The figures come from the Internal Revenue Service, which compares where households file their tax returns from one year to the next. UNO's Center for Public Affairs Research has been analyzing the annual data since 1989.Nebraska had lost a net of residents to the Sun Belt states of Arizona, Florida and Georgia in all 20 years of previous data — and in all likelihood that trend had been ongoing for many years before that. Nebraska had lost residents to Nevada in 19 of those 20 years.But that was reversed in 2009, with Nebraska gaining 213 residents from Arizona, 305 from Florida, 138 from Georgia and 95 from Nevada.
The stubbornness of the economic doldrums is cause for panic in Arizona, Florida, Georgia, and Nevada. The changing flow is sustained, new pathways set in concrete. Mesofacts will favor Omaha over Las Vegas.
The world is enduring a difficult economic transition. Some places, such as Las Vegas, are stuck in an eddy of vestigial development:
During the boom years, this wasn’t such a problem, as these workers could find jobs in construction or the service industries. Indeed, Hispanics had the lowest unemployment rate in the United States before the recession.All that’s finished. And, if you want to know why the Great Recession won’t truly end here in Southern Nevada for many years, this is it: The construction economy is dead and will be for years, the resorts have learned to do more with less, and we’re stuck with hundreds of thousands of workers who have few skills and no education.They’re the equivalent of workers in Akron or Cleveland after steel went south and then overseas.This is why we went from Boom Town to Neo-Rust Belt in just a few years. Consider the difference in earnings between those with education and those without: In 2009, for adults 25 to 34, the median worker with a bachelor’s degree made $45,000, or more than twice the median of someone without a high school degree.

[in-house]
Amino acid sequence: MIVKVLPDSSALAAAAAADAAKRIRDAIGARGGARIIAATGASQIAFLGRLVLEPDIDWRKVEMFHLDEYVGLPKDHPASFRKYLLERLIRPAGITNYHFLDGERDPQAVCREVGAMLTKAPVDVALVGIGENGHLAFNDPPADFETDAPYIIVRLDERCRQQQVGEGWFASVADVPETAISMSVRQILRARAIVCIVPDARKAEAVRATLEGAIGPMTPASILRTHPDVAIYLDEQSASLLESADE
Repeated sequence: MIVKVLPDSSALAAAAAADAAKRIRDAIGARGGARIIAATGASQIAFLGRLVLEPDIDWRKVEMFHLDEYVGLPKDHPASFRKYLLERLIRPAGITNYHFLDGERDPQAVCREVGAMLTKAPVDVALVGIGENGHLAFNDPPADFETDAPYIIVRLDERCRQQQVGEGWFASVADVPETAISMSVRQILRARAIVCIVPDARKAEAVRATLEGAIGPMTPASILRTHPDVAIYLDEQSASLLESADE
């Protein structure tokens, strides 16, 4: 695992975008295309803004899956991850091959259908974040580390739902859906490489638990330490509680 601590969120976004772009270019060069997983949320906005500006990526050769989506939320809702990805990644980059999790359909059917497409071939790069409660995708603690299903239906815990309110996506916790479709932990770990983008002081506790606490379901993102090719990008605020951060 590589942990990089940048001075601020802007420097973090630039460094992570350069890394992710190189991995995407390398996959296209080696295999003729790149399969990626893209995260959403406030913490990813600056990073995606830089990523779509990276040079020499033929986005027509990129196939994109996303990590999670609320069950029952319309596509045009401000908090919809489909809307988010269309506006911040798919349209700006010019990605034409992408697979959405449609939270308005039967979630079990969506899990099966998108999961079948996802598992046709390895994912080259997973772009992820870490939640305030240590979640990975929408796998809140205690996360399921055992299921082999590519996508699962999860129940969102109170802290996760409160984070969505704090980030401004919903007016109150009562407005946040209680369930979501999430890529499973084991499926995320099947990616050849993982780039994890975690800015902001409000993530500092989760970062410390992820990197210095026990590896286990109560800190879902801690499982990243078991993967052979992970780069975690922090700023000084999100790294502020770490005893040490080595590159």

The Rust Belt parallel is apt. Decline is slow, taking decades. There will be enough of a shrinking pie to maintain the status quo. The migrants won't come back for a generation or two. The jobs are in Nebraska.
Things are different now. The Flight of the Creative Class used to make sense. That world is inside out and upside down. From the current issue of the Economist:
LISA RAKOCZY arrived in north London in the mid-2000s from Krakow to study English, hoping to support herself by working as a cleaner. All went well—until the crash and ensuing economic crisis hit her previously prosperous clients. Competition for jobs became fiercer as middle-class families started to spend less on household help. For a while, she eked out enough to pay for her language course by cleaning lavatories in railway stations. Later, her sister, a teacher in Poland, helped her to make ends meet. But by the end of last year, Ms Rakoczy had tired of the trials of an immigrant’s life and headed home.A typical case, you might think. Indeed, in the wake of the crash, many immigrants have gone back. Just as predictably, many would-be emigrants have stayed at home, either because moving abroad no longer seems worth the effort or because immigration rules in many countries have become more restrictive.Yet at the airport, Ms Rakoczy may have crossed a young Briton bound for Shanghai, a Chinese computer programmer moving to Canada or a Portuguese worker on his way to oil-rich Norway. The recession has not stopped all migration, but rather led to new patterns and different destinations. Never before—or at least not in recent history—has the map of global migration been at the same time so varied and so changeable.
This is the new normal. Holding up the last US Census misses the point. That was the economy of the previous epoch. Get ready to ride the next Kondratieff wave. There are a bunch of great beaches along the Missouri River.